All the running and mental stimulation of the beach really tired her out and she slept like a baby the whole way home.


Summer Swimming

Finally!, you must be thinking, a post that's not about her dog!

Just kidding, here's a picture of my dog!

No really, this post is about swimming. The doctor confirmed this week that I have a stress fracture in my right foot, and I won't be running for at least 4 weeks. That pretty much nixed my plans for the half marathon in October, though I'll still accompany John and Kira to the race (my first time to crew for my friends!). I could maybe eek out the run, but I'd rather play it safe and not cause another injury. 
Luckily, my stress fracture is healing well enough as I abstain from running and wear supportive shoes. They said at first that I might have to wear a boot, and I had flashbacks to my other splint boot (aka, RoboBoot) from 2009. Shudder.


I could get upset about not being able to run, and do the usual runner thing when I talk about my injury, but honestly, I think I need a break from running. Let me recap all my running injuries from the last few years: 
  • January 2010, I started running again.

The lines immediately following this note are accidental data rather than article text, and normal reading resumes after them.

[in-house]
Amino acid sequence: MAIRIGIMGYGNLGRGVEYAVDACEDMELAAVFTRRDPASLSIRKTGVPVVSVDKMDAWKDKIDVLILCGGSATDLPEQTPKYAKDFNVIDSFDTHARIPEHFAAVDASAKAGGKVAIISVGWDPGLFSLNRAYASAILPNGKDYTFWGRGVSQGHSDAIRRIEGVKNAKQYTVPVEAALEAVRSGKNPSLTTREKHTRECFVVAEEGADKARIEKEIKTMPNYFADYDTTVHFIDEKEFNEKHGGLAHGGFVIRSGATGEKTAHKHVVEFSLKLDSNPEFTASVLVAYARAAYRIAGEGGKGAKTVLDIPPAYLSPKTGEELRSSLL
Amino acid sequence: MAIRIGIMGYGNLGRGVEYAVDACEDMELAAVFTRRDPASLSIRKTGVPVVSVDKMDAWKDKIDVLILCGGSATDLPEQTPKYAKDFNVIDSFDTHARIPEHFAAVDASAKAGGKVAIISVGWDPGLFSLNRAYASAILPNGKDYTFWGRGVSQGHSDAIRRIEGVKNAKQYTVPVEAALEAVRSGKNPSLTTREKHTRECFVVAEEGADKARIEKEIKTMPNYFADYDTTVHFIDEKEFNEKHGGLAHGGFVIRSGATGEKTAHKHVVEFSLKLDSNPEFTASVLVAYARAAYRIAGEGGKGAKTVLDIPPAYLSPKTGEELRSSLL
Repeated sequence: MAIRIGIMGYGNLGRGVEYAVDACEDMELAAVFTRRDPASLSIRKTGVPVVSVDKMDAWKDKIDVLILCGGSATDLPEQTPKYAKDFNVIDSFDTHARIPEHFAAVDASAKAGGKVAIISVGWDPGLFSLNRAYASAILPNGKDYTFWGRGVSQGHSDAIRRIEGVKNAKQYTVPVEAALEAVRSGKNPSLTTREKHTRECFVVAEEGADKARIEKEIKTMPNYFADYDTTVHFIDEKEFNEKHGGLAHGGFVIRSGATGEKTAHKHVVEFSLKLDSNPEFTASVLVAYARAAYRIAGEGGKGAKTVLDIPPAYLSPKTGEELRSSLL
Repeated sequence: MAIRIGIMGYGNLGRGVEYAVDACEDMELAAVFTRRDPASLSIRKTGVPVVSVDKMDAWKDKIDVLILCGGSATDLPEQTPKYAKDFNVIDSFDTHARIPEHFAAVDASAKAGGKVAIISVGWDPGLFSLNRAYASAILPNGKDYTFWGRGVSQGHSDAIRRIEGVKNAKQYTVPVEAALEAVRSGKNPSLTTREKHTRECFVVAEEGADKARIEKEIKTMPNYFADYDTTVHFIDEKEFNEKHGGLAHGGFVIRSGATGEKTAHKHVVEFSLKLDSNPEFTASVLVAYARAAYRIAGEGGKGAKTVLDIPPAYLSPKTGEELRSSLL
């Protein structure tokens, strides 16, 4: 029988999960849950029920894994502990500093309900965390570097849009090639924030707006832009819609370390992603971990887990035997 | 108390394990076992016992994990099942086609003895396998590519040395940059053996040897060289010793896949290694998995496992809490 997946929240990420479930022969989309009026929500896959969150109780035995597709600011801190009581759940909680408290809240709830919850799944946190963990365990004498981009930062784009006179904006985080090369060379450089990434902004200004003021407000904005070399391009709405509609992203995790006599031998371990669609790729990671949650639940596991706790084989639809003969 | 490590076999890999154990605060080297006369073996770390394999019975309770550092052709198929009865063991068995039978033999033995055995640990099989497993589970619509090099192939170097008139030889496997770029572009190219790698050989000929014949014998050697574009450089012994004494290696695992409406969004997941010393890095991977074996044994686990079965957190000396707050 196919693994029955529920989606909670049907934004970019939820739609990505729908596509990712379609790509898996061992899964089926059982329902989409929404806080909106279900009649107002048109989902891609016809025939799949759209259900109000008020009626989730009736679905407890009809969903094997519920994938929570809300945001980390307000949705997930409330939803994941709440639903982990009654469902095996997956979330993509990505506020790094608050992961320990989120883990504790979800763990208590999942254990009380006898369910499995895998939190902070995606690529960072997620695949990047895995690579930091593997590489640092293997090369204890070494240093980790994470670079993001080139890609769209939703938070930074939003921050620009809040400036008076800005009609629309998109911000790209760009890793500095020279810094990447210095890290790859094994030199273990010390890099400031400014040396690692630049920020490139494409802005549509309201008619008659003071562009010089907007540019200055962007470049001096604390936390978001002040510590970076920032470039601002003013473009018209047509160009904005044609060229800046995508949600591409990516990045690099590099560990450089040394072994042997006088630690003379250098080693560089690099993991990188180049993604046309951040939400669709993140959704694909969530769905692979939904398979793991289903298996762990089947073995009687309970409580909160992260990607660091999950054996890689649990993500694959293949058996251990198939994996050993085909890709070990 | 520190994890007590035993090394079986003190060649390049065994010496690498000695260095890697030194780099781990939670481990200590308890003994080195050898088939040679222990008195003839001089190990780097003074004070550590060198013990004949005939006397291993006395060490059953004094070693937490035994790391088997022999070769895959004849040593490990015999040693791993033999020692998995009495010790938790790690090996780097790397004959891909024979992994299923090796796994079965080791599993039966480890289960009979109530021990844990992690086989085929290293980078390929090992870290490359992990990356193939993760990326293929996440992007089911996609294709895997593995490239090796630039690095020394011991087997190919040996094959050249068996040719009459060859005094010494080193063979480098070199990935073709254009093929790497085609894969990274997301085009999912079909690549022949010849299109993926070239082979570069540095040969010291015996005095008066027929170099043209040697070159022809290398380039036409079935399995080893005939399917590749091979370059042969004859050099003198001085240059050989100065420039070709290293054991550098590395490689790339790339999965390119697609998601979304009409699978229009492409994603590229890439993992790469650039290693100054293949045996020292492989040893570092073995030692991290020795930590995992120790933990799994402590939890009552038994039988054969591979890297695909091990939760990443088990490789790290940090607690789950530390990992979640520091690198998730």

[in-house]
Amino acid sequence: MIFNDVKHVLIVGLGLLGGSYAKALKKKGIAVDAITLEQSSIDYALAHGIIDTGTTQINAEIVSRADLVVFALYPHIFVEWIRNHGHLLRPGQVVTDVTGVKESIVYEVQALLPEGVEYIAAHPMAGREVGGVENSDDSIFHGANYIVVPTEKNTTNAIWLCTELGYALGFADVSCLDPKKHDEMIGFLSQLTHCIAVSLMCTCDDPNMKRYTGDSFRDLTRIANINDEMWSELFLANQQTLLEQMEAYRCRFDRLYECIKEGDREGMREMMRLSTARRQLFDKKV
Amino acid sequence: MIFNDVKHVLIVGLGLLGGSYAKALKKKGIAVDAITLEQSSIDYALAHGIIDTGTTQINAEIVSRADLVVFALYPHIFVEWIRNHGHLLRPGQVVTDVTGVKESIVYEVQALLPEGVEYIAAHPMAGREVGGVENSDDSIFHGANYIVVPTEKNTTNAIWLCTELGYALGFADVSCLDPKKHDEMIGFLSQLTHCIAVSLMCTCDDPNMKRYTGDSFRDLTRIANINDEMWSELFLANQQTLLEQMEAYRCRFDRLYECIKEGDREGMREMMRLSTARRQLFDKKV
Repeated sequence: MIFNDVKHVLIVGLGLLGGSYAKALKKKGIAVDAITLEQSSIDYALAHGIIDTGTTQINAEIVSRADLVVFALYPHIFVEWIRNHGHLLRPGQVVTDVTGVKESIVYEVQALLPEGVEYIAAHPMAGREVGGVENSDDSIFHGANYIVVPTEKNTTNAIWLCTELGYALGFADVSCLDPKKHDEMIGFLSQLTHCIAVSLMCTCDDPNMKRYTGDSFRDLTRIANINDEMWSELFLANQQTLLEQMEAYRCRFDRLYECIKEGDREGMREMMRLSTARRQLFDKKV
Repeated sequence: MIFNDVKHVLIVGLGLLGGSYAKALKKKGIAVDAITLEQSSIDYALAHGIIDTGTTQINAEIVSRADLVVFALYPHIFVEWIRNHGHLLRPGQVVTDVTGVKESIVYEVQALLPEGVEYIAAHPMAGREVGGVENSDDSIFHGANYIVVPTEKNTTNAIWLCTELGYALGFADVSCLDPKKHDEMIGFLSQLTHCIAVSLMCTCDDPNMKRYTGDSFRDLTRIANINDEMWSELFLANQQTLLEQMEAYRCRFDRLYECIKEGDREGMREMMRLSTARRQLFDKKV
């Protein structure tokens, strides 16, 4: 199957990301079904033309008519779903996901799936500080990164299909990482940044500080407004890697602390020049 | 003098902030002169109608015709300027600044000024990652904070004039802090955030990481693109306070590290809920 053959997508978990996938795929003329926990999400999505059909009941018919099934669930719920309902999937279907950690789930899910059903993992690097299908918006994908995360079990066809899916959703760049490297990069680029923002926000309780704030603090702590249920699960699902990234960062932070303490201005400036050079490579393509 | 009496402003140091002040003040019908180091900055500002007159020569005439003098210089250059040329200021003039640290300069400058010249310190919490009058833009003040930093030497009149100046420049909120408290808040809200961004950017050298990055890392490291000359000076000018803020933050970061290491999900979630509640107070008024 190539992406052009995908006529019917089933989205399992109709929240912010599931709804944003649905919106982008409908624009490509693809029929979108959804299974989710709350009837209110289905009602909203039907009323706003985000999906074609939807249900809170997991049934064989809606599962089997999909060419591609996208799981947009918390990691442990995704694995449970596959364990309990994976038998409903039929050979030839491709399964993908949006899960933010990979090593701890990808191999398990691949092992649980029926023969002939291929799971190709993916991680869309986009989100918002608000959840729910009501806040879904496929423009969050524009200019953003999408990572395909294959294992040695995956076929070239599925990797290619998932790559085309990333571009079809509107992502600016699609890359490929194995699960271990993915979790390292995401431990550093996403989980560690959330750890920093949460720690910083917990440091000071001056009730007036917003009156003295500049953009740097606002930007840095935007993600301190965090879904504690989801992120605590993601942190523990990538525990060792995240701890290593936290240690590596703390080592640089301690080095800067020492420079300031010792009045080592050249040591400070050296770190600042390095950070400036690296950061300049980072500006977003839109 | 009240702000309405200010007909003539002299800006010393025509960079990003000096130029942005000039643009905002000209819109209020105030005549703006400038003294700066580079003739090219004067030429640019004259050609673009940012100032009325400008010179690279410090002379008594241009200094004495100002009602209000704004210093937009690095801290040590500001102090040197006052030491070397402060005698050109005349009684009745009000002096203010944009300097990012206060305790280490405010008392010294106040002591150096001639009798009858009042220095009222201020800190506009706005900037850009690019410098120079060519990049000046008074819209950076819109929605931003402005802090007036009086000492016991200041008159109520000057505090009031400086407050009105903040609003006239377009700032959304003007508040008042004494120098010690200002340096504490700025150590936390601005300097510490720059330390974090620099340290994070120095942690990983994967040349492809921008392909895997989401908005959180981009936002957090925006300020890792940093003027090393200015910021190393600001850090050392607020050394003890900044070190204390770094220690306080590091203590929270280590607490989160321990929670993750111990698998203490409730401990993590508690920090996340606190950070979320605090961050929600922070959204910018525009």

• Fall 2010, my IT band was so tight that my knee hurt too much to run for almost a month. 
  • Spring 2011, prolonged inflammation in some connective tissue in my right leg; I went to physio all summer. It finally went away about 11 months later. 
  • Spring 2012, about two months after my right leg healed, I developed plantar fasciitis in my right foot. It's still there now, despite physio again last summer (in no small part because the phsyio exercises make me motion sick).
  • Summer 2013: Still have pain in my plantar fascia. Had a few other little flare ups, some knee pain, a random pain in my hip/lower back (fixed by my massage therapist). And now a stress fracture.
The short version of the story? I've been injured for more time than I've been un-injured since I started running about 4 years ago, and that gets fatiguing. I want running to be this kind of mental meditation, and it often has been for me. But for the past few months especially I've had mostly painful, sometimes very frustrating runs. You can understand why I'm ready to have a break from that routine.